This axe and hatchet information will help you choose the best type for your job at hand.
Axes & Hatchets Safety Tips
Single-bit axes should never be struck by another striking tool.
Axe heads for single bit axes should never be used to strike splitting wedges, steel posts, stone or any hard object.
Safety glasses should be worn when using these tools. In addition to possible chipping of the tool, flying wood chips could strike the eye of the user or someone nearby.
Never use an axe or a hatchet with a handle that is loose or damaged.
Discard any axe or hatchet if the head is cracked or chipped.
If the handle is damaged, it most likely can be replaced.
When redressing the cutting edge, always restore to its original shape.
Most popular style of axe, the single-bit axe is used to fell, trim or prune trees, to split or cut wood.
The easiest and safest axe for inexperienced woodcutters to use because it only has one cutting edge.
The other end of the head, the poll, forms a hammer for driving wooden or plastic stakes. It should never be used to strike splitting wedges, steel posts, stone or any hard object.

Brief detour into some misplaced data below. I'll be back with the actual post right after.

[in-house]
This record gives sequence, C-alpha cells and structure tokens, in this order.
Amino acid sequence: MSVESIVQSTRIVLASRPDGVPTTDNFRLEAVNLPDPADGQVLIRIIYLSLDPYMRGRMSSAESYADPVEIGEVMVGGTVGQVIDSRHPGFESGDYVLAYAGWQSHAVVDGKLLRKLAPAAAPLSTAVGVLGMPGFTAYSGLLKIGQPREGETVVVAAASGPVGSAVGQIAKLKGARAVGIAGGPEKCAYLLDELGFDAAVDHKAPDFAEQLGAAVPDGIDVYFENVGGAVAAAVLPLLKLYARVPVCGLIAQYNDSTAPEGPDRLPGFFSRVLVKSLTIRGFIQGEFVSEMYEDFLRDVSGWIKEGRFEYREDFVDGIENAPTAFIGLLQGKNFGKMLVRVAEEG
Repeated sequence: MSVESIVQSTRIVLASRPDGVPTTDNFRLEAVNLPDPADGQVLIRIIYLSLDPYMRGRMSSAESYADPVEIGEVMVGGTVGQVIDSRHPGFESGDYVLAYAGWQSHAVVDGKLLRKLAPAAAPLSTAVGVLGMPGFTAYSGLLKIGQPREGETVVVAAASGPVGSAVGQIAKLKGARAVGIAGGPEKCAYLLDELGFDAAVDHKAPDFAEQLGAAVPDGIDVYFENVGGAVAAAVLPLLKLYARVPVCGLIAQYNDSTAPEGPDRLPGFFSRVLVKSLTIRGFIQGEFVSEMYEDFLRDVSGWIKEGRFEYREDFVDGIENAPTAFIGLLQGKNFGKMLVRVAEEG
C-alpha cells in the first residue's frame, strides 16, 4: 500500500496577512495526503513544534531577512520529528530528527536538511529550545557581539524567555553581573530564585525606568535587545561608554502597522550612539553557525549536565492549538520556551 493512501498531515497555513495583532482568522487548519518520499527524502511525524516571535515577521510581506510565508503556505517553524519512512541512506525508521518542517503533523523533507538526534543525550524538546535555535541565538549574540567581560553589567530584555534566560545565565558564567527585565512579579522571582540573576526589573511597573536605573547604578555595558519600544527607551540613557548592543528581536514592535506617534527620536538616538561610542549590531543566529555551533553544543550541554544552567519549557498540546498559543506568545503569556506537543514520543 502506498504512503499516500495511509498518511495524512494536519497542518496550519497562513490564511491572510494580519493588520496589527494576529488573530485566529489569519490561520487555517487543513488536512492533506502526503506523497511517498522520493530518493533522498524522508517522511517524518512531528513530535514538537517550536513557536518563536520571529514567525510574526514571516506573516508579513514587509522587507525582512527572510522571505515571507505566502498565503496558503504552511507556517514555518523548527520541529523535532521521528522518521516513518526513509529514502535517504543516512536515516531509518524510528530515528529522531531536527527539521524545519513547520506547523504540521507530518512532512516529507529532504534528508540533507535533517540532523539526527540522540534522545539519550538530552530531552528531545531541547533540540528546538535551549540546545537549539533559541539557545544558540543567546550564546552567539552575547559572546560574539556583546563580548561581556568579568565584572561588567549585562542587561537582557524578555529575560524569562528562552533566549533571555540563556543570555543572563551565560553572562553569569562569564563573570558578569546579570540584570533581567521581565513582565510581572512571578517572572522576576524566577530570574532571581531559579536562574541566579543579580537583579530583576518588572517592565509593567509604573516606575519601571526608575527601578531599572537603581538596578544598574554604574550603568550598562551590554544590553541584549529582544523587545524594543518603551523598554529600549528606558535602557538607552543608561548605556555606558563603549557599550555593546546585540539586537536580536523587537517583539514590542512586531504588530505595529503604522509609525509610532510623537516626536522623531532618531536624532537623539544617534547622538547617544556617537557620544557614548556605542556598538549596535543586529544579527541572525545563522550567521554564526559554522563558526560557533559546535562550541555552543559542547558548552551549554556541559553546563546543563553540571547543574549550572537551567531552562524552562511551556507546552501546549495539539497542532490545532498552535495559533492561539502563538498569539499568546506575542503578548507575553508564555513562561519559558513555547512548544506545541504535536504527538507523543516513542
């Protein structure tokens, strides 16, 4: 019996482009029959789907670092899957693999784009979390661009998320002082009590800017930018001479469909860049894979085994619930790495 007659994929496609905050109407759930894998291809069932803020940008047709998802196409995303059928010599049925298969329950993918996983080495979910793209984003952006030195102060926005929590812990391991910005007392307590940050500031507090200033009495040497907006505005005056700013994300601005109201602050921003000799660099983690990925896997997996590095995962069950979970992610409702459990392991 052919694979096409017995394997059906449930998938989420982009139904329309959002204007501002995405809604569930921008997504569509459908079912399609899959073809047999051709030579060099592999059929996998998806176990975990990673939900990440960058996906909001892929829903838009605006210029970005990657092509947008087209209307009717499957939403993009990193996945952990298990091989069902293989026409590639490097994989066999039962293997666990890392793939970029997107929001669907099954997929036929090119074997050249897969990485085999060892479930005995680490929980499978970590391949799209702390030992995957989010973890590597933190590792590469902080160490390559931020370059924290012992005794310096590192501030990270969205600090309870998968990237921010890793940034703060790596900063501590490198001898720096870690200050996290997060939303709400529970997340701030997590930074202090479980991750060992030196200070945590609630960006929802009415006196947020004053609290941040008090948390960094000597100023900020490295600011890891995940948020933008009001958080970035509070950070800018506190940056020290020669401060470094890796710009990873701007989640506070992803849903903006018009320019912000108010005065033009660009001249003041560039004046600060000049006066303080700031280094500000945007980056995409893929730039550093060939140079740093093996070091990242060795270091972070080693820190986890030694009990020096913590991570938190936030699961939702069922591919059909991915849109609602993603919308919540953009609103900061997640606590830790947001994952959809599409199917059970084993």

Handles for single-bit axes are curved to help increase leverage. Axe handles are made of hickory and range from 20″ to 36″ long. The most common is 36″.
Common head patterns include Michigan, Dayton, Kentucky, Connecticut and New Jersey.
Performs the same function as single-bit axe, but has two cutting edgesâ€”one on each end of the head.
Generally used by professional lumbermen.
Double-bit axes have straight handles because the handle must be symmetrical with the double-edge head.
Common head patterns include Western, Michigan, Swamping and Reversible.
Generally used for installing wood shakes and shingles made of wood, fiberglass and composition.
Some models have a replaceable adjustable gauge that helps installer determine the exposed length of a shingle.
Many models also include nail slots and draw knives built into the head.
Handles can be made of hickory, fiberglass, tubular steel or solid steel.
Similar to a sledgehammer, but one end of the head is wedge-shaped.
Used to make a starting notch in wood.
A wedge is then inserted and struck with the hammer end of the maul head to finish splitting the wood
Tool used to finish splitting wood when struck with splitting maul after a starting notch is made.
Made of steel, aluminum and plastic.
Steel wedges are forged from a solid piece of high-carbon steel and may be heat-treated.
Aluminum and plastic wedges are designed primarily for use with chain saws and crosscut saws to hold the kerf apart to prevent binding.
Wedges should be struck with a sledge or woodchopperâ€™s maul having a larger striking face than the head of the wedge.
Never strike the steel wedge with the cutting edge of the maul
Also called a half hatchet.
For general use of felling and trimming trees or notching wood.
Other popular hatchet models include Hunterâ€™s Hatchets, Broad Hatchets, and Camping Hatchets.